Unlike Mrazek, however, Lehner’s recent numbers are much more reliable.
- Tobias Rieder-W (2018-Arizona Coyotes/LA Kings)-25 years old
2017: 16 goals, 18 assists, -8 in 80 games
2018: 12 goals, 13 assists, -12 in 78 games
Last Contract: 2 years, $2.25 million per year
Contract Prediction: 2 years, $2.3 million per year
Ryan Strome (current deal): 2 years, $2.5 million per year
Brett Connolly (current deal): 2 years, $1.5 million per year
Patrick Maroon (current deal): 3 years, $2 million per year
Melker Karlsson (current deal): 3 years, $2 million per year
Matt Calvert (current deal): 3 years, $2.2 million per year
Right now, 4 Canadian teams (reportedly Vancouver, Calgary, Montreal, and Edmonton) are fighting over him. Rieder should be a great pick up for a middle six role. In a world where Van Riemsdyk and Perron are at the forefront of UFA wingers, Rieder stands out as a lower risk, but higher reward player. Twice reaching the 30 point plateau, he is probably the best player in the “bargain bin,” especially for cash strapped teams like Edmonton. He has slightly below average corsi and PDO, but his numbers slightly increased during his time with LA. Pair him with McDavid or Petterson and watch him light up the scoreboard. This is absolutely one of those players that GM’s could regret not signing down the road.
*For Vancouver fans, his contract might also influence the negotiations of Sven Baertschi in Vancouver since they have similar numbers.
- Chris Kunitz-W (2018-Tampa Bay Lightning)-38 years old
2017: 9 goals, 20 assists in 71 games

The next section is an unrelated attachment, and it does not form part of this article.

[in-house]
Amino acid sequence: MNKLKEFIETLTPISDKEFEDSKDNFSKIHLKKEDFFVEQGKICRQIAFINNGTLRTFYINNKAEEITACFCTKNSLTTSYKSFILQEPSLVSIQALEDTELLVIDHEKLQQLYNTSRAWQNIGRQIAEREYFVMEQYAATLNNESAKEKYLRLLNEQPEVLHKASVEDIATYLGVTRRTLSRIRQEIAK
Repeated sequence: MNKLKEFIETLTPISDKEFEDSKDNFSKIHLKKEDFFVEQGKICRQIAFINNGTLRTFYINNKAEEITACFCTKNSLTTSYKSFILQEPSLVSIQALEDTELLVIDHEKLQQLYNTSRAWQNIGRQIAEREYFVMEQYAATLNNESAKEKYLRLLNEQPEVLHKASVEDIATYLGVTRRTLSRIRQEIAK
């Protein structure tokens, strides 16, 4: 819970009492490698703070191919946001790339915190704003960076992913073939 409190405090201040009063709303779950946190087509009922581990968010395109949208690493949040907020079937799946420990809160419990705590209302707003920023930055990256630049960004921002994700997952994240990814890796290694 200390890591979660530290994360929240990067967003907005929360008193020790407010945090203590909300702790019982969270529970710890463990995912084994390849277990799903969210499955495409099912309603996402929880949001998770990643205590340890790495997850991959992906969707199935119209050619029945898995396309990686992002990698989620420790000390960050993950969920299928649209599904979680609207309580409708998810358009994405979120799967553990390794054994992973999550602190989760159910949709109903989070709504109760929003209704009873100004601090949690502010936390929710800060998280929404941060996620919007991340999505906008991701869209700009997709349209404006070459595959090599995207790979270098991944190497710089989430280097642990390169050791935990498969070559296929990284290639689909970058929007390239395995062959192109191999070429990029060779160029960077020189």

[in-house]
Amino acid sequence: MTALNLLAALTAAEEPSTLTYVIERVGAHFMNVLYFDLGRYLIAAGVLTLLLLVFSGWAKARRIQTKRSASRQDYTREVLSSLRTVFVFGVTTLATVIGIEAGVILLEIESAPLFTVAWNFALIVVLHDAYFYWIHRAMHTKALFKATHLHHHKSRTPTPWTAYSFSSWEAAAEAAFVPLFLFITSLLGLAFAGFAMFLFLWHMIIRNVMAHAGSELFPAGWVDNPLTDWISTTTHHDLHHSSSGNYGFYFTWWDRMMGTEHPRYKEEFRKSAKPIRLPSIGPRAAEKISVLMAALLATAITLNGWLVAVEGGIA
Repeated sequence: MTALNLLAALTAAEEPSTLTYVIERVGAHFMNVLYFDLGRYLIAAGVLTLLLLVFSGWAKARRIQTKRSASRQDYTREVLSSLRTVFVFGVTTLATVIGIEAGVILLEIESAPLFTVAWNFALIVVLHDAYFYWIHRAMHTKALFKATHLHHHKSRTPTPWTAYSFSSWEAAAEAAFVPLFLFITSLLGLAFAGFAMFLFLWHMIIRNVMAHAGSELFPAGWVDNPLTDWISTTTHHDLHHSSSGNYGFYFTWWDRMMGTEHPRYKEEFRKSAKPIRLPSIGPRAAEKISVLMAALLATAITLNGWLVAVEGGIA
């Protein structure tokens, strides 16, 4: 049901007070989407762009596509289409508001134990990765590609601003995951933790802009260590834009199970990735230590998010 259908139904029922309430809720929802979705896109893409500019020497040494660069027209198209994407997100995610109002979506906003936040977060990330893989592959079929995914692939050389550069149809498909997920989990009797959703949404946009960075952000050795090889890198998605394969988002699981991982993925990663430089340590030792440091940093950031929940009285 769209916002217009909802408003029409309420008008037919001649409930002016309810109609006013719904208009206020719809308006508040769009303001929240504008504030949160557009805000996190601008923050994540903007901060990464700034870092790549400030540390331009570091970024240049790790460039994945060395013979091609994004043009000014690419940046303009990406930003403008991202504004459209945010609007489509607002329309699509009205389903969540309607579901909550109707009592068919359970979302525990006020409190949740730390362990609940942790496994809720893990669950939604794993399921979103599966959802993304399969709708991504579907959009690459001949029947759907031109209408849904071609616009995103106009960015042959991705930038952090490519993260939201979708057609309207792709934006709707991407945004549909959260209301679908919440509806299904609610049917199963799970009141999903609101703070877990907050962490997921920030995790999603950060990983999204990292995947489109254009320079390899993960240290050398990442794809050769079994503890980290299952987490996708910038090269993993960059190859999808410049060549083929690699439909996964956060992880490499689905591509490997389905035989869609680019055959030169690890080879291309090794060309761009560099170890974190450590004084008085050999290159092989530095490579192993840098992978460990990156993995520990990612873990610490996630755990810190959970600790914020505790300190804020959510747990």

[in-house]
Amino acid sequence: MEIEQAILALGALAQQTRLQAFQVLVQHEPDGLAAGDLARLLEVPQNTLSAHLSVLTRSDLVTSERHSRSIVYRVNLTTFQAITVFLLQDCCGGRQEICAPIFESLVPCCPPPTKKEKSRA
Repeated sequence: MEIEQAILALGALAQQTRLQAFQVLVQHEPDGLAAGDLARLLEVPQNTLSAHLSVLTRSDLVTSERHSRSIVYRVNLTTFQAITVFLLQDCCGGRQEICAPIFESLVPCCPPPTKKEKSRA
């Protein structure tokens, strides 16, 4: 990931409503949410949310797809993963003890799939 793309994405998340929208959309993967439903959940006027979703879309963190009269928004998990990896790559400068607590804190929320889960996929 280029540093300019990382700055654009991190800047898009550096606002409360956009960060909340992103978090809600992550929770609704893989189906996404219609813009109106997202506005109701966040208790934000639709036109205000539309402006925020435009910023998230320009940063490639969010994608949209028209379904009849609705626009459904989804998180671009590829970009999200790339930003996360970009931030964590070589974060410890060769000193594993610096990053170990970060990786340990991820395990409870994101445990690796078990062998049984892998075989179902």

2018: 13 goals, 16 assists, +8 in 82 games
Last Contract: 1 year, $2 million
Contract Prediction: It depends. If he wants to win, I could see him taking $1 million for 1 year. But if we are going based on value: 1 year, $3 million per year
Cal Clutterbuck (current deal): 5 years, $3.5 million per year
Alexandre Burrows: (current deal): 2 years, $2.5 million per year
Brian Gionta (2015-17): 3 years, $4.25 million per year
Looking for a champion? How about the 4 Stanley Cups Kunitz has won in his career. Often joked that Sidney Crosby smuggled him into the Sochi Olympics via a briefcase, Kunitz has shown his value in his own right during an impressive season with the Tampa Bay Lightning. There, he was part of a gritty 4th line, along with Cedric Paquette.
He is a great bottom six point producer and his numbers will impress the advanced statheads among any fanbase. Oh, and did I mention that he has 93 points in 178 playoff games, including 3 game winning goals? Plus he brings physicality and defense for those tight checking playoff runs.
- Jay Beagle-C (2018-Washington Capitals)-32 years old
2017: 13 goals, 17 assists +20 in 81 games
2018: 7 goals, 15 assists +3 in 79 games
Last Contract: 3 years, $1.75 million per year
Contract Prediction: 3 years, $3.45 million per year
Brandon Sutter (current deal): 5 years, $4.35 million per season
Kyle Brodziak (2013-2015): 3 years, $2.833 million per season
Marcus Kruger (current deal): 3 years, $3.083 million per season
Antoine Vermette (2015-17): 2 years, $3.75 million per year
Easily the most underrated free agent is Jay Beagle. Watching the Capitals for the last few seasons, I can vouch for him. His consistent performance has demonstrated that Beagle is the best fourth line center in hockey. Why does that matter? Ask the Penguins (who lost Matt Cullen) how important a 4th line center is.
Beagle does it all. Not only did he tally 22 points in 72 games in a 4th line role, but he is also an elite faceoff man and penalty killer. In 2018, Beagle won 58.5% of his faceoffs (he took over 900). Although he has terrible corsi numbers (most 4th liners do), Beagle’s PDO has been over 100 for each of the past for seasons.
Additionally, at one point during the playoffs, ex- Caps head coach Barry Trotz (known for his defensive style of play) was giving Beagle 75% defensive zone starts. Typically, you don’t do that unless you have an elite defensive center. He’s likely not going to put up 40 points, but Beagle will do the little things that help win games. He is probably going to be this year’s Nick Bonino
Don’t forget his epic saves during the playoffs!
Stats from hockey-reference.com
Cap info from capfriendly.com